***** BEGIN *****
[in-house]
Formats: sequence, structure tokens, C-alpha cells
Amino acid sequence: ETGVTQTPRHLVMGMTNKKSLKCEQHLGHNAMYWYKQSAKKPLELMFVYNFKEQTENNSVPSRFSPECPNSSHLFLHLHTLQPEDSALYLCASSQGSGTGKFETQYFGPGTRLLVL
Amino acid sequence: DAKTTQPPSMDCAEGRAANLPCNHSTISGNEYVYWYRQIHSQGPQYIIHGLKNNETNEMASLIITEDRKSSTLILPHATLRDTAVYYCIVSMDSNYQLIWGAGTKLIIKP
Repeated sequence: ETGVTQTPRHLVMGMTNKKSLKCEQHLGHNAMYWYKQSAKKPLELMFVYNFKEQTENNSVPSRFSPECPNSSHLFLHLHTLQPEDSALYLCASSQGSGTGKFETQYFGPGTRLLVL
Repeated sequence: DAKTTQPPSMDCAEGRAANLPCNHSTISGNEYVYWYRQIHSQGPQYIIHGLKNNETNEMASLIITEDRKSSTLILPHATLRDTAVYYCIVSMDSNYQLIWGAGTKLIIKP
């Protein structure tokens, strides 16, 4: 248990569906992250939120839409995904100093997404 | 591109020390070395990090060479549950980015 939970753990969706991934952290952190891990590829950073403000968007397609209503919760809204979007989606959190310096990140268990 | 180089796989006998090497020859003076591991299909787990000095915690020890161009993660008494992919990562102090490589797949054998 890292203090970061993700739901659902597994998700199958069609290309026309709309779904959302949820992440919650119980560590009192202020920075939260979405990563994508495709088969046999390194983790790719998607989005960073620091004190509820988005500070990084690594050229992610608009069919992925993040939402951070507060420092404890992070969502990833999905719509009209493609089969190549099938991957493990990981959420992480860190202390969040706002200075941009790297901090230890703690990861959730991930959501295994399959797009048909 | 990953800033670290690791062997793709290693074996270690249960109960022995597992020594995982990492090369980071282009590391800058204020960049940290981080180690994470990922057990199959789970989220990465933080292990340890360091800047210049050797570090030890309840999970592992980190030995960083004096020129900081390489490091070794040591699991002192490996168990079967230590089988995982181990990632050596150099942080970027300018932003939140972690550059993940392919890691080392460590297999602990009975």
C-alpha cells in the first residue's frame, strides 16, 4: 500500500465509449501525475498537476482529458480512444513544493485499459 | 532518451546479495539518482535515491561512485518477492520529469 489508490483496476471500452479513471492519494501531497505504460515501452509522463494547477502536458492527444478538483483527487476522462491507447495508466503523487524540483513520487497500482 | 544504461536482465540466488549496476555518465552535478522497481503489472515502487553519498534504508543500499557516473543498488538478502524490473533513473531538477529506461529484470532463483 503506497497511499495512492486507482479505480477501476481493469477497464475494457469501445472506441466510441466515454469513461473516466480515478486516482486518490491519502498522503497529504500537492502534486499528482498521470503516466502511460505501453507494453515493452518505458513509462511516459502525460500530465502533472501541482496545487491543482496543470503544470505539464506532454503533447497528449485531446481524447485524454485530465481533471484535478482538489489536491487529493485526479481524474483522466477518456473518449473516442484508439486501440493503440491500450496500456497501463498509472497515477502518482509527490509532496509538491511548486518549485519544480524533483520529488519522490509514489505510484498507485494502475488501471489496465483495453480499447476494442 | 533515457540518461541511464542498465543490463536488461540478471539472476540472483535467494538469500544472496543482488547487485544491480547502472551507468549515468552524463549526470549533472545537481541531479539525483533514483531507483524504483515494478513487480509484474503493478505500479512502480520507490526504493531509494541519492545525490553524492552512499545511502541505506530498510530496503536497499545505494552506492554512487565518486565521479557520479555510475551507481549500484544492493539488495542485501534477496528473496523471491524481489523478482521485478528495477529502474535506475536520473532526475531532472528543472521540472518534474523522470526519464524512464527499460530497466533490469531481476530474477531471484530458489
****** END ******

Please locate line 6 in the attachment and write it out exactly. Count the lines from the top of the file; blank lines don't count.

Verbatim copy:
Repeated sequence: DAKTTQPPSMDCAEGRAANLPCNHSTISGNEYVYWYRQIHSQGPQYIIHGLKNNETNEMASLIITEDRKSSTLILPHATLRDTAVYYCIVSMDSNYQLIWGAGTKLIIKP